Sailors from RFA Argus and 702 NAS honour French sailors
Sailors from RFA Argus and 702 Naval Air Squadron have paid their respects to French sailors killed when the Royal Navy attacked their fleet in harbour during the darkest hours of WW2.
The Britons joined French sailors and veterans at a memorial in Brest which remembers 1,297 men who died in the attack on Mers el Kébir in July 1940 which ruled out any chance the Nazis might use the French fleet to invade Britain.
In an age when the entente between the Royal Navy and Marine Nationale has never been more cordiale – Britain’s amphibious task group will exercise with the French this autumn while France’s carrier strike expertise is instrumental to helping HMS Queen Elizabeth into service – crew of aviation training and medical ship RFA Argus attended a memorial for the dead of Mers el Kébir.
Seventy-four years to the day of the attack on France’s warships, Royal Fleet Auxiliary and Royal Navy sailors, their French counterparts and veterans from both sides of the short, but bloody, battle between the two Fleets in 1940 held a service of remembrance for the 1,297 Frenchmen killed.
With the spectre of invasion of the British Isles looming, the Royal Navy was ordered to eliminate the French fleet as a threat – barely a week after the two navies had been allies in the struggle against Nazism.
The might of the British naval power in the Mediterranean – Force H based in Gibraltar, three battleships and the carrier Ark Royal – mustered off the port of Mers el Kébir, then in French Algeria, and the refuge of the kernel of the French battle fleet.
Although the Nazis had vowed not to touch the French Fleet under the armistice terms, Winston Churchill put no faith in Hitler’s promises.
The result was Operation Catapult: neutralising French ships in ports, wherever they may be. For vessels in British harbours, Catapult was an almost complete success; the ships surrendered to RN boarding parties without a fight, with the exception of submarine Surcouf, whose crew resisted. One Frenchman and two Britons were killed in the ensuing skirmish.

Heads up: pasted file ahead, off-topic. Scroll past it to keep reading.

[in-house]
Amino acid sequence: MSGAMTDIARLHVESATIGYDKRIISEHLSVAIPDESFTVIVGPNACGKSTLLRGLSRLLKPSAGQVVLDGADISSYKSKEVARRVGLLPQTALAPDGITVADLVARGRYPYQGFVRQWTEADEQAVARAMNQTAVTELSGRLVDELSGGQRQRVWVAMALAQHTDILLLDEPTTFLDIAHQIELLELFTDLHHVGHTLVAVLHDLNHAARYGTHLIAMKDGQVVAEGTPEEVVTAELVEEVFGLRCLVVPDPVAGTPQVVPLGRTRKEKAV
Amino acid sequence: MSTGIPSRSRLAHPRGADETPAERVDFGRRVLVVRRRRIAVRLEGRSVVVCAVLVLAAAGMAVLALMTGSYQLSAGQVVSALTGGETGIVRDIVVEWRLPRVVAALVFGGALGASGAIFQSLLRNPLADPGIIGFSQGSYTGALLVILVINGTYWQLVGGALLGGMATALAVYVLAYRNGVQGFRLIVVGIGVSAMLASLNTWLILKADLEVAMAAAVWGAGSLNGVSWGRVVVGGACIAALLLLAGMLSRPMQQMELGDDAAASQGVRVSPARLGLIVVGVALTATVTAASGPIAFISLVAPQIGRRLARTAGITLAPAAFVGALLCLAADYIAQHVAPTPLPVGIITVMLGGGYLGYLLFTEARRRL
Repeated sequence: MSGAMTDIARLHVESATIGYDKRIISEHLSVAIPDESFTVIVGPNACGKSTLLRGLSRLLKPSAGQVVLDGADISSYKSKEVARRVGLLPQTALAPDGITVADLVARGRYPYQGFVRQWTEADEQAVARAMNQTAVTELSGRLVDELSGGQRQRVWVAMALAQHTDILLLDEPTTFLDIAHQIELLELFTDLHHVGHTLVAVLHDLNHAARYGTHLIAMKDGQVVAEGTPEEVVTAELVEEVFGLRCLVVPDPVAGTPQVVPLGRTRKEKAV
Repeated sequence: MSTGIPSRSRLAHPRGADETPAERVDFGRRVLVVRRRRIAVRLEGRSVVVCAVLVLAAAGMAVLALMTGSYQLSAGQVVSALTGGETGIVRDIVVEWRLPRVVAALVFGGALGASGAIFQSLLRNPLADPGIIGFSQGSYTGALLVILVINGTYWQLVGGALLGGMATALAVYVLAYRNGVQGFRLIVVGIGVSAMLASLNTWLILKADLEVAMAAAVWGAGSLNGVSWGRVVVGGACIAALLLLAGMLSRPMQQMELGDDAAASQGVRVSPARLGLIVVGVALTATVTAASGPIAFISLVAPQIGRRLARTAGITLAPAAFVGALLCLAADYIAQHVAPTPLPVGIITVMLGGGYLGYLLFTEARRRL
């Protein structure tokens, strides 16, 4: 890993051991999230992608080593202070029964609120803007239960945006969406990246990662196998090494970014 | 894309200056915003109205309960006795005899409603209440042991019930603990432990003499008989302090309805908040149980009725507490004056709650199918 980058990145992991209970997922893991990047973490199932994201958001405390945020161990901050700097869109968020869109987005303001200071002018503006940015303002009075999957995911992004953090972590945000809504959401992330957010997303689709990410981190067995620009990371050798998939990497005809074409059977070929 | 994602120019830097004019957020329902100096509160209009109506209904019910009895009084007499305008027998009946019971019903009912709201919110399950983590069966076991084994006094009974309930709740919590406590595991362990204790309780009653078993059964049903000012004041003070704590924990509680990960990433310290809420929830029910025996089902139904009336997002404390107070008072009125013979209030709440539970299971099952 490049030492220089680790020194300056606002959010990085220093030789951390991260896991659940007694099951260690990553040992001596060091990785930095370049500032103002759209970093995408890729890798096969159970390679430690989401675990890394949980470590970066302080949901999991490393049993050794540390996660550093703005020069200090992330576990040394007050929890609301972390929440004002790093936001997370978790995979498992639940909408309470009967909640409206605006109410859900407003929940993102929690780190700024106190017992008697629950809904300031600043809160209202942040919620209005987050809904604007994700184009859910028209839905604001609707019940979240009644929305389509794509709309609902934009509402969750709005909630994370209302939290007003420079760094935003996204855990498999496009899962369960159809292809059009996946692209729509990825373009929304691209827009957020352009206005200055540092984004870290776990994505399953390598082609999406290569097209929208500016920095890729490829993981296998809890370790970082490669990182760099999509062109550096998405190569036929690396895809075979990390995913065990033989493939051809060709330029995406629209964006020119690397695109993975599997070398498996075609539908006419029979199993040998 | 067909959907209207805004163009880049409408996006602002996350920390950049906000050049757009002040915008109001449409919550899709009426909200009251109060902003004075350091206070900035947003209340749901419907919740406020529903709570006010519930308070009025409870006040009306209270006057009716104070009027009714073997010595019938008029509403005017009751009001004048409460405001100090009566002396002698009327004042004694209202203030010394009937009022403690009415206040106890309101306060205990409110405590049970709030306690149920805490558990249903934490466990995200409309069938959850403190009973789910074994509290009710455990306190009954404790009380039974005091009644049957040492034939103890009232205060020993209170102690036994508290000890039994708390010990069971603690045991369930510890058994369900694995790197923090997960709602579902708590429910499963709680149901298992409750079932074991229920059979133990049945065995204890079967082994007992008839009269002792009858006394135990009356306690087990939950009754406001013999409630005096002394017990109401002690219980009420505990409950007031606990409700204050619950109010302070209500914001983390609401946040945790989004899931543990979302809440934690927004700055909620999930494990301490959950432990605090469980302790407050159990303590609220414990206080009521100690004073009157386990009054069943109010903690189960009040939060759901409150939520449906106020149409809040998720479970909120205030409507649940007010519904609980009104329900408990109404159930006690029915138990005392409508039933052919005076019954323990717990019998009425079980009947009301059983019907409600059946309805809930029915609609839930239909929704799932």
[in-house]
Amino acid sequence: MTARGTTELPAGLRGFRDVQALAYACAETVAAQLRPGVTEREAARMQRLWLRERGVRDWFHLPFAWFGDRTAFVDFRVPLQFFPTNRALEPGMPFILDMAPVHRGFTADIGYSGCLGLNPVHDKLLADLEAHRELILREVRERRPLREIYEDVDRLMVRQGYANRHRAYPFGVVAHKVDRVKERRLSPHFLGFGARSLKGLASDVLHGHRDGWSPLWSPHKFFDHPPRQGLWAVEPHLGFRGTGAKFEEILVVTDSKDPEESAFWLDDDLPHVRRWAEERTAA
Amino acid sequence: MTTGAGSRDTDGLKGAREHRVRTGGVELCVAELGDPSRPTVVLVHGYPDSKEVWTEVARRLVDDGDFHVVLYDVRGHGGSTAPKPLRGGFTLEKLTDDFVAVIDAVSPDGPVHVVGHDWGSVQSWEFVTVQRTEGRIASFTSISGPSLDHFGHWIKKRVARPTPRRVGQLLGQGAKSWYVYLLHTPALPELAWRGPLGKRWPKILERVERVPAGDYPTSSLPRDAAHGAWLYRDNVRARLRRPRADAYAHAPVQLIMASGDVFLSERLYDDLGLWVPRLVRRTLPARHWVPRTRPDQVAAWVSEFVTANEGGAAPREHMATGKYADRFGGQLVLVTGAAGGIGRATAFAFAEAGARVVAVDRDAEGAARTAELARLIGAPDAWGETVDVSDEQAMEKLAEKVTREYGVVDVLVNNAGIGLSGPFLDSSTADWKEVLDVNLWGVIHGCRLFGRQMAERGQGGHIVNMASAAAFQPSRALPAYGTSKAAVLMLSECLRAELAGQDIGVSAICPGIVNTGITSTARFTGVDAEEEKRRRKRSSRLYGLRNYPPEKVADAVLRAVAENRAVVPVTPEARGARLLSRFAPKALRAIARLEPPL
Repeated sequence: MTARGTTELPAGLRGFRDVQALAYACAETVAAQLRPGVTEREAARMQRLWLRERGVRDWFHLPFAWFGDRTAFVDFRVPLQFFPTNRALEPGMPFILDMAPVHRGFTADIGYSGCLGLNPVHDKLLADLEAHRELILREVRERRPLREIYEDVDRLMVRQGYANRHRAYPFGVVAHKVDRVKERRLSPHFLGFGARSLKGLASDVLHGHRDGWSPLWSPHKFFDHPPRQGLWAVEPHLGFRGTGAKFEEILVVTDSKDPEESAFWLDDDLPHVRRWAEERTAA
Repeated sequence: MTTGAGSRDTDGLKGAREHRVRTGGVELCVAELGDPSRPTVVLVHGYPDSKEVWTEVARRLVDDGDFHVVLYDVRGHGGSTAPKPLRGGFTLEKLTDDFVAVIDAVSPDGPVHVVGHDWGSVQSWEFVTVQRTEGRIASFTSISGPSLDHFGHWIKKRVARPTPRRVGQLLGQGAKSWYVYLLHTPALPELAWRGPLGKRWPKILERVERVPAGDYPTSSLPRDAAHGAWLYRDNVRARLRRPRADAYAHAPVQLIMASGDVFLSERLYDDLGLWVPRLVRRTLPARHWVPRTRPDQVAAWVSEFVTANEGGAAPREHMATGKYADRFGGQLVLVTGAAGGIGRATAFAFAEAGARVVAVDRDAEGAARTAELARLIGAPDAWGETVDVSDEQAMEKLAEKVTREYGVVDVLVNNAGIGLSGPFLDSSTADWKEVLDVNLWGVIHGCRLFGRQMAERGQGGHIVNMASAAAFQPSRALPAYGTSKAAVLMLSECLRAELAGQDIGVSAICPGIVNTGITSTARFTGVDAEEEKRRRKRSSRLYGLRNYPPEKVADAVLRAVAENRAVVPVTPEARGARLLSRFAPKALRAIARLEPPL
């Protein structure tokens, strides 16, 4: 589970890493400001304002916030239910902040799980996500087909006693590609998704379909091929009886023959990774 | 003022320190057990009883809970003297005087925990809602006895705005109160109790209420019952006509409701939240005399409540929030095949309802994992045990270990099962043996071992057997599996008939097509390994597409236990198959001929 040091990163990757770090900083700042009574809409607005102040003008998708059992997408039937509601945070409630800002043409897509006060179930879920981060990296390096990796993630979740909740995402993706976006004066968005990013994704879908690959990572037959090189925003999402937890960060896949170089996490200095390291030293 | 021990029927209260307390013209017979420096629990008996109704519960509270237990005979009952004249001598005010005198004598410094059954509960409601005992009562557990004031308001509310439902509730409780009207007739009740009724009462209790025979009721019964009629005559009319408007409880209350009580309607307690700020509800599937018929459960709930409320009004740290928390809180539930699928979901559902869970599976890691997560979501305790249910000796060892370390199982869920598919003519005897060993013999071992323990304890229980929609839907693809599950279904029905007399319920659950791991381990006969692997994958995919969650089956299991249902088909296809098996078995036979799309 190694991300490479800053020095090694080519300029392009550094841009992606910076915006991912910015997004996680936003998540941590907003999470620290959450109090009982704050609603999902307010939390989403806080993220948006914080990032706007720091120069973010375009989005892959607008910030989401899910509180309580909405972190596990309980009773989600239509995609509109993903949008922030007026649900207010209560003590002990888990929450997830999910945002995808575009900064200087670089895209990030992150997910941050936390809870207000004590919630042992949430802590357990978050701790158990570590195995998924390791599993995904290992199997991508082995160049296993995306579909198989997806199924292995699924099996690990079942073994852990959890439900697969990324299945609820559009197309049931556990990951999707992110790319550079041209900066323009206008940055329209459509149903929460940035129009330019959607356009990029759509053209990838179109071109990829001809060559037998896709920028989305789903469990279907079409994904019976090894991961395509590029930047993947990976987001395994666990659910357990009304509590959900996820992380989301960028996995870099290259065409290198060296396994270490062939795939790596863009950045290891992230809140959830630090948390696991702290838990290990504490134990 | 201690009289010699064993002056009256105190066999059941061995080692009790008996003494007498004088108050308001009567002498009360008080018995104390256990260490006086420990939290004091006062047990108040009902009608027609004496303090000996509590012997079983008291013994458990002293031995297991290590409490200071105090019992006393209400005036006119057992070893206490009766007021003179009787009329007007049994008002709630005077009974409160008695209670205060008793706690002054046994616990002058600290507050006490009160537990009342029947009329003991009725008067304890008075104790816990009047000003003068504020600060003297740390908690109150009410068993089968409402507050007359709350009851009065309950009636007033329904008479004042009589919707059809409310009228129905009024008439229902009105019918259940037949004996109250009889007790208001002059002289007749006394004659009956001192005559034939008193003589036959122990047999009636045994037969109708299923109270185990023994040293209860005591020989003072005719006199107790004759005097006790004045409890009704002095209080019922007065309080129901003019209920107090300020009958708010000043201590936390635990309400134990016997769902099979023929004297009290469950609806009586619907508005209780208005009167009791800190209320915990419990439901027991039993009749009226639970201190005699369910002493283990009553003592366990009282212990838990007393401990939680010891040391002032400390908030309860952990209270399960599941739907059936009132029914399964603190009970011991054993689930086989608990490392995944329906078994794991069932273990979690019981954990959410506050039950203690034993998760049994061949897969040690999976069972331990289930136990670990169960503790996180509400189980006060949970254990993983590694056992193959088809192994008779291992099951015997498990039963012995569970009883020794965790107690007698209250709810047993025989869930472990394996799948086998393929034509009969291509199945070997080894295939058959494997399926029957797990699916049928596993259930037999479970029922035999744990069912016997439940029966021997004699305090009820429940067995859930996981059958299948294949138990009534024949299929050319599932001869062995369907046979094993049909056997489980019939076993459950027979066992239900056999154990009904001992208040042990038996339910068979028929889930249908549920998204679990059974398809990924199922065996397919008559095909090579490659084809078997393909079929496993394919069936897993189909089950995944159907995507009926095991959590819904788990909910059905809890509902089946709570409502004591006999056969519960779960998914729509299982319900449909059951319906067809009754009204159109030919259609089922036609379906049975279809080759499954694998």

But in North Africa the French commander Admiral Marcel-Bruno Gensoul procrastinated until his opposite number, James Somerville, responded with fire shortly before 6pm on July 3.
The battle, such as it was, lasted under an hour. The aged battleship Bretagne blew up with the loss of nearly 1,000 souls. The more modern Dunkerque was damaged and run aground, as was the Provence and the destroyer Mogador.
Two days later Ark Royal’s bombers returned to the Dunkerque and sank the patrol boat Terre Neuve moored next to her – triggering depth charges and causing extensive damage to the battleship.
Taking a break from training Lynx helicopter air and ground crews of 702 Naval Air Squadron, Argus sailed into France’s main Atlantic naval base.
There her sailors joined members of the Mers el Kébir Association, led by its president Hervé Grall, and Cdr Marc Rollet, French Navy Liaison Officer, for a wreath-laying and short service of thanksgiving, where the Brits met families of those killed in the battle.
“Churchill described the engagement as ‘one of the most disagreeable and difficult tasks that a British admiral has ever been faced with’, so to meet the families and hear of the reconciliation that has since taken place, particularly the very close relationship that has been forged between the Mers-el-Kebir Association and the HMS Hood Association was particularly humbling,” said Capt David Eagles RFA, Argus’ Commanding Officer.
“It was a great honour for Argus to represent the Royal Navy in the presence of the Mers-el-Kebir Association and lay a wreath in commemoration of the French fallen.”